Edmonton developers creating an app to improve how ranchers manage livestock

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An Edmonton not-for-profit company is developing a digital solution to help cattle ranchers more easily track the health and wellbeing of their animals.

Alberta Innovates announced on Wednesday that Livestock Gentec in partnership with Dr. David Wishart, a professor with the University of Alberta’s faculty of science, received $481,000 to develop an app that will help beef farmers sort through the myriad of data they go through on a daily basis. Ranchers will have to wait a bit before being able to use the app as development is anticipated to take three years.

Livestock Gentec CEO Graham Plastow said the app will use artificial intelligence to sort through the data.

“Beef farmers essentially need to be like stockbrokers,” he said. “(They have to) be people who know when to sell, when to hold and when to buy. Unfortunately, unlike people on Wall Street…they don’t have massive computers, big databases and all the analytical tools that you need to make those decisions. There are lots of sources of information but how do you get the right information in the palm of your hand?”

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Livestock Gentec is also partnering with cattle producer Beefbooster, which will be providing additional data for the app.

Plastow said the goal of the app is to not only provide more convenience for ranchers but confidence as well.

“It (won’t) necessarily say the answer is 49 or whatever your favourite number is,” he said. “It will enable them to look at different scenarios and do some scenario planning. It’s a way for people to look at what their options are and to help them make those decisions.”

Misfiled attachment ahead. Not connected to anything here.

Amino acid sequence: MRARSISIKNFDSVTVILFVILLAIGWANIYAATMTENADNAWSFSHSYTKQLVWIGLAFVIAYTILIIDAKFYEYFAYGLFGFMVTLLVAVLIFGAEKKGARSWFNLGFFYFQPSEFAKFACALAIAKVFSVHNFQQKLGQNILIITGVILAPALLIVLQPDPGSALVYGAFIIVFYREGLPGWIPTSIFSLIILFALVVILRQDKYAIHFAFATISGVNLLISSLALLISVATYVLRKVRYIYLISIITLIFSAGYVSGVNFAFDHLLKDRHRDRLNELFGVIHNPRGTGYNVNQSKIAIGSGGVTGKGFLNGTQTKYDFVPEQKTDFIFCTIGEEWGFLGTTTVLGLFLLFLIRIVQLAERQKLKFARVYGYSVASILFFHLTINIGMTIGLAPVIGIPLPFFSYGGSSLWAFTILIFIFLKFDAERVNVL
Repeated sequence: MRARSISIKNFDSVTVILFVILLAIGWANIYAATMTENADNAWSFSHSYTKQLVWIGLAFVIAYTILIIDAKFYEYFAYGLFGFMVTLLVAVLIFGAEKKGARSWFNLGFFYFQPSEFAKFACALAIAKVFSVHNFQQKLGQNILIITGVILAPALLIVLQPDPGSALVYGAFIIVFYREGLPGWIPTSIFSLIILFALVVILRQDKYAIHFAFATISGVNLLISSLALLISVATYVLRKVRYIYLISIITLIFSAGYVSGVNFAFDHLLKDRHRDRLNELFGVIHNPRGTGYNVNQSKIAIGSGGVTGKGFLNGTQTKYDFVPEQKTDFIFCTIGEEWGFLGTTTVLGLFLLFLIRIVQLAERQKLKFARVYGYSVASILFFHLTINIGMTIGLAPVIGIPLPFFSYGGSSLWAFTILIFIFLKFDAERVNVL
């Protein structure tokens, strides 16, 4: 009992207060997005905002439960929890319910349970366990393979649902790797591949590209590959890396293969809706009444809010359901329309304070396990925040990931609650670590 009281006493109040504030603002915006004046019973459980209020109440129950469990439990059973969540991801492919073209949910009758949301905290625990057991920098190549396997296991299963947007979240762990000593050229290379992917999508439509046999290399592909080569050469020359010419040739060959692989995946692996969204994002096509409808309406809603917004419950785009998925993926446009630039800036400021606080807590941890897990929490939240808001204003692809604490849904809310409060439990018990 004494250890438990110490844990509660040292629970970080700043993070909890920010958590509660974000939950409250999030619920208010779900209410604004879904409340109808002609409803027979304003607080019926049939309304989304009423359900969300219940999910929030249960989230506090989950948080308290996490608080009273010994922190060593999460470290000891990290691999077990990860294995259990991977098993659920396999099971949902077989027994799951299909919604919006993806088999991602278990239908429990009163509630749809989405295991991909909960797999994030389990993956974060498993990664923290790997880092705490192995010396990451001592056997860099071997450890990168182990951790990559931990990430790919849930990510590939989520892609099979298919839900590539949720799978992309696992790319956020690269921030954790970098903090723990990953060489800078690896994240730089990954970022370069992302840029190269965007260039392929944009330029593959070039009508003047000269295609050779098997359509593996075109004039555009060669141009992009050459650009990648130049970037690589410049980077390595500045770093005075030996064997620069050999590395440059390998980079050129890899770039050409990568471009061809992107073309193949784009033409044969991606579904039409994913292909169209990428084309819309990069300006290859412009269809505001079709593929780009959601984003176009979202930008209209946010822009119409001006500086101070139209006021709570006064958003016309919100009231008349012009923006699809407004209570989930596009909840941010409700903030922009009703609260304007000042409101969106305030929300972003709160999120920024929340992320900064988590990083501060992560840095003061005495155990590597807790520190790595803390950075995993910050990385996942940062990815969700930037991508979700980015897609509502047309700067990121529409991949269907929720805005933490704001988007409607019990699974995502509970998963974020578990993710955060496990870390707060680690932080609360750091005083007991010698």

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Plastow said since the development is taking a few years, he hopes cellular companies will have expanded enough into rural areas to provide more coverage for ranchers using the app, although it will be still usable offline.

He said over the years, ranchers have been using more technology but the focus has been primarily on crops, not livestock.

“There is a lot of technology on the crop side, (however), it is a little bit barren on the livestock side,” Plastow said. “(The app) is going to take off, I’m sure.”

The app was just one of eight agricultural projects approved to receive funding as part of Alberta Innovates’ Smart Agriculture and Food Digitization and Automation Challenge for a total of more than $3 million.

Natisha Stashko, executive director of smart agriculture and food with Alberta Innovate, said the agricultural industry is adopting more smart technologies as a whole as many farmers and ranchers are recognizing that they can access information on demand. She said Alberta is well position to utilize technology to benefit agriculture.

“Using some of these tools to help better manage the health of animals, increase productivity on the farm is really (going to) better position the agricultural industry to be … strong both here in Alberta and (out in) the world in the future,” Stashko said.


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